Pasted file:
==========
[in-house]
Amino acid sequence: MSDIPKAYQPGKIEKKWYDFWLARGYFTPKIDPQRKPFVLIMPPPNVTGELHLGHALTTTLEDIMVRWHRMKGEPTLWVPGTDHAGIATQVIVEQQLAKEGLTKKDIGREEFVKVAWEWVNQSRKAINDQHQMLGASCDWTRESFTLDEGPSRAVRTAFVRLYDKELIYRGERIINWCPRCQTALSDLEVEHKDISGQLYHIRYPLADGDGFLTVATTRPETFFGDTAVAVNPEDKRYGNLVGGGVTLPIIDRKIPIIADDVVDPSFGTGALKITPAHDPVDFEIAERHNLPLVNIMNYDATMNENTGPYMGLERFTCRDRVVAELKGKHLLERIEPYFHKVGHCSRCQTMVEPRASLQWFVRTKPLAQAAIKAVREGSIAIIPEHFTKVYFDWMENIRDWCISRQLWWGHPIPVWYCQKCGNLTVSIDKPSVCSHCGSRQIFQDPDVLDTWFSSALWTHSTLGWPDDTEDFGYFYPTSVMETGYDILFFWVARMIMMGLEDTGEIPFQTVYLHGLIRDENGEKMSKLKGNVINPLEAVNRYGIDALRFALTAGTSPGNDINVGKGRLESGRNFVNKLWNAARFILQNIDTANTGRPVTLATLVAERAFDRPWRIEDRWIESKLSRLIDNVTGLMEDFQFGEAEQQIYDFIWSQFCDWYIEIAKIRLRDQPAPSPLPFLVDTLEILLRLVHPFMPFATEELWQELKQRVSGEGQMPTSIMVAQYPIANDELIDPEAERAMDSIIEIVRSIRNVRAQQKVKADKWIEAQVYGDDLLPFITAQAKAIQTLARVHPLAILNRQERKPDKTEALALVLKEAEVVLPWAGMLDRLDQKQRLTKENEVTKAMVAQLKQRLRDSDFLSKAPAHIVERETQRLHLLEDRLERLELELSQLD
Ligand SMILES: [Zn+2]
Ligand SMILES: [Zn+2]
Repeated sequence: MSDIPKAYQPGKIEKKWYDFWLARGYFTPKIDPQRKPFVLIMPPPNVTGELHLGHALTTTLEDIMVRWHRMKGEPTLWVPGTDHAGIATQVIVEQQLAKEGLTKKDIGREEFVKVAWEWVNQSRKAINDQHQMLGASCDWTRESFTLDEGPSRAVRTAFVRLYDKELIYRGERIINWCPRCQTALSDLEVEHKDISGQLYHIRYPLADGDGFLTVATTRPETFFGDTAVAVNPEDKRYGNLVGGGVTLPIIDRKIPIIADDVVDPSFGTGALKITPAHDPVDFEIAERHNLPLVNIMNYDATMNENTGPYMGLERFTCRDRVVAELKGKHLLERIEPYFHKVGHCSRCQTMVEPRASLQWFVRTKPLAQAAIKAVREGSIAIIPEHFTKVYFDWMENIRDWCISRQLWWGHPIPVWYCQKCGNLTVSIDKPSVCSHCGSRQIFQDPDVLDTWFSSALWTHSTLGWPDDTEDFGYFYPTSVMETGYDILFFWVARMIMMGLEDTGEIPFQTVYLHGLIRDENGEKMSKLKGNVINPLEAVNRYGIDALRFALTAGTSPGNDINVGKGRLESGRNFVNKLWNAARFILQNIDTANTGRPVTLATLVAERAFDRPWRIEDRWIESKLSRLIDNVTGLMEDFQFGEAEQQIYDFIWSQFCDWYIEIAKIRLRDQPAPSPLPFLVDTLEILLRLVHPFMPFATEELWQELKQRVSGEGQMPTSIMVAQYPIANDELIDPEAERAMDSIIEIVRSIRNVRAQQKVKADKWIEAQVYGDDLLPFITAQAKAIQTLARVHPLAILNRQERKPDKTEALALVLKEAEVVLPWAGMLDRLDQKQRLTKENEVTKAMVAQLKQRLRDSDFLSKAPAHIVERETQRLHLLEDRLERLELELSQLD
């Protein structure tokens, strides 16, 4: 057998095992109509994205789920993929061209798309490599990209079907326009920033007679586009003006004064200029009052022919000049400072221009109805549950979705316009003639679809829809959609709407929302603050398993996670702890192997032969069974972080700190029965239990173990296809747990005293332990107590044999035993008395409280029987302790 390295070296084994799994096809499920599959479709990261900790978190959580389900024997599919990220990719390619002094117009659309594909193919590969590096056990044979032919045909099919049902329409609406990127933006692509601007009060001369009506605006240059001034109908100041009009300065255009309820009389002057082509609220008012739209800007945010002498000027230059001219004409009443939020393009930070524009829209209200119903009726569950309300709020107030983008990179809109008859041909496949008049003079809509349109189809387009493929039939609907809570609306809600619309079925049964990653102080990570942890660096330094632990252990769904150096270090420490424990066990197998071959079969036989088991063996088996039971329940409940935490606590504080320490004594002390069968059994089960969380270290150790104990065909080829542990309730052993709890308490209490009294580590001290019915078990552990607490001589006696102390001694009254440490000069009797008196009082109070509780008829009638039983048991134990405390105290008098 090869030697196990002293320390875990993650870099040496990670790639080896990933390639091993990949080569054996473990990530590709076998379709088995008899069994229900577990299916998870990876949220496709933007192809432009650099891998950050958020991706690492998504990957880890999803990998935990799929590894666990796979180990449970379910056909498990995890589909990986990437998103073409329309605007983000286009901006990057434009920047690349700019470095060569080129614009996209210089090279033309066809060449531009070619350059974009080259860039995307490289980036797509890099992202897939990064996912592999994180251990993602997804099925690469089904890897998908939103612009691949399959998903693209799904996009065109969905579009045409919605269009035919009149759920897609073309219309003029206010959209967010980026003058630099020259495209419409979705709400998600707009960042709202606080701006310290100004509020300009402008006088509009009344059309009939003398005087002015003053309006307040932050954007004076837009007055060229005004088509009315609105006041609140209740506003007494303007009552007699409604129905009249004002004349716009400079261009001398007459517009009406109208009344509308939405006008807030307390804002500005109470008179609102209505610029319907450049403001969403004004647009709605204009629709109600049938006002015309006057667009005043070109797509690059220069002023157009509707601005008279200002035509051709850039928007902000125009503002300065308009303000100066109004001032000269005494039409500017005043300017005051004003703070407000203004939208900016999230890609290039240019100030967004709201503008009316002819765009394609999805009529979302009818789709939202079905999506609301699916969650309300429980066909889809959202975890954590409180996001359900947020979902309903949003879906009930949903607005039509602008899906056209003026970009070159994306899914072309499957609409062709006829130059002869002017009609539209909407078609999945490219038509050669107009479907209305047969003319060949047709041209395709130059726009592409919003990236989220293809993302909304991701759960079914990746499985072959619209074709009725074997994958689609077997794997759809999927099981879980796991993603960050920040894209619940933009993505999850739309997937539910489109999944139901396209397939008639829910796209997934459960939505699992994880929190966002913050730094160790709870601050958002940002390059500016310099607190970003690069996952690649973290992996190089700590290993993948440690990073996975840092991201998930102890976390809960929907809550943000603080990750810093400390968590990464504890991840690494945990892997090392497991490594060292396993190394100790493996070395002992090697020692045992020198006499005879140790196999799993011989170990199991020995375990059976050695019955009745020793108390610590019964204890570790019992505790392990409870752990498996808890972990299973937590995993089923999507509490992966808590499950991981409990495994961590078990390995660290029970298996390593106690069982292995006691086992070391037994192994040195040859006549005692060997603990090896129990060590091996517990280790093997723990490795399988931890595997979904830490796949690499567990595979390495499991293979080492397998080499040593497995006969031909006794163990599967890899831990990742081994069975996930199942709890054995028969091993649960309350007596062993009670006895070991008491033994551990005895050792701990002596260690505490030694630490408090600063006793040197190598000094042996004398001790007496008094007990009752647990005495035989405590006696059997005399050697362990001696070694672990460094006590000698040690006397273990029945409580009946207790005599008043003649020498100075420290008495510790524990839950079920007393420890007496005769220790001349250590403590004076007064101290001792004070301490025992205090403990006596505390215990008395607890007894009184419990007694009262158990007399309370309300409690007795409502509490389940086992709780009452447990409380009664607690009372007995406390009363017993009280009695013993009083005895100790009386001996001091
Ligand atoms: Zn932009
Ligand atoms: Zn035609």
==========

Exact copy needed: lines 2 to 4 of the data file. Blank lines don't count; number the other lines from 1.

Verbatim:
Amino acid sequence: MSDIPKAYQPGKIEKKWYDFWLARGYFTPKIDPQRKPFVLIMPPPNVTGELHLGHALTTTLEDIMVRWHRMKGEPTLWVPGTDHAGIATQVIVEQQLAKEGLTKKDIGREEFVKVAWEWVNQSRKAINDQHQMLGASCDWTRESFTLDEGPSRAVRTAFVRLYDKELIYRGERIINWCPRCQTALSDLEVEHKDISGQLYHIRYPLADGDGFLTVATTRPETFFGDTAVAVNPEDKRYGNLVGGGVTLPIIDRKIPIIADDVVDPSFGTGALKITPAHDPVDFEIAERHNLPLVNIMNYDATMNENTGPYMGLERFTCRDRVVAELKGKHLLERIEPYFHKVGHCSRCQTMVEPRASLQWFVRTKPLAQAAIKAVREGSIAIIPEHFTKVYFDWMENIRDWCISRQLWWGHPIPVWYCQKCGNLTVSIDKPSVCSHCGSRQIFQDPDVLDTWFSSALWTHSTLGWPDDTEDFGYFYPTSVMETGYDILFFWVARMIMMGLEDTGEIPFQTVYLHGLIRDENGEKMSKLKGNVINPLEAVNRYGIDALRFALTAGTSPGNDINVGKGRLESGRNFVNKLWNAARFILQNIDTANTGRPVTLATLVAERAFDRPWRIEDRWIESKLSRLIDNVTGLMEDFQFGEAEQQIYDFIWSQFCDWYIEIAKIRLRDQPAPSPLPFLVDTLEILLRLVHPFMPFATEELWQELKQRVSGEGQMPTSIMVAQYPIANDELIDPEAERAMDSIIEIVRSIRNVRAQQKVKADKWIEAQVYGDDLLPFITAQAKAIQTLARVHPLAILNRQERKPDKTEALALVLKEAEVVLPWAGMLDRLDQKQRLTKENEVTKAMVAQLKQRLRDSDFLSKAPAHIVERETQRLHLLEDRLERLELELSQLD
Ligand SMILES: [Zn+2]
Ligand SMILES: [Zn+2]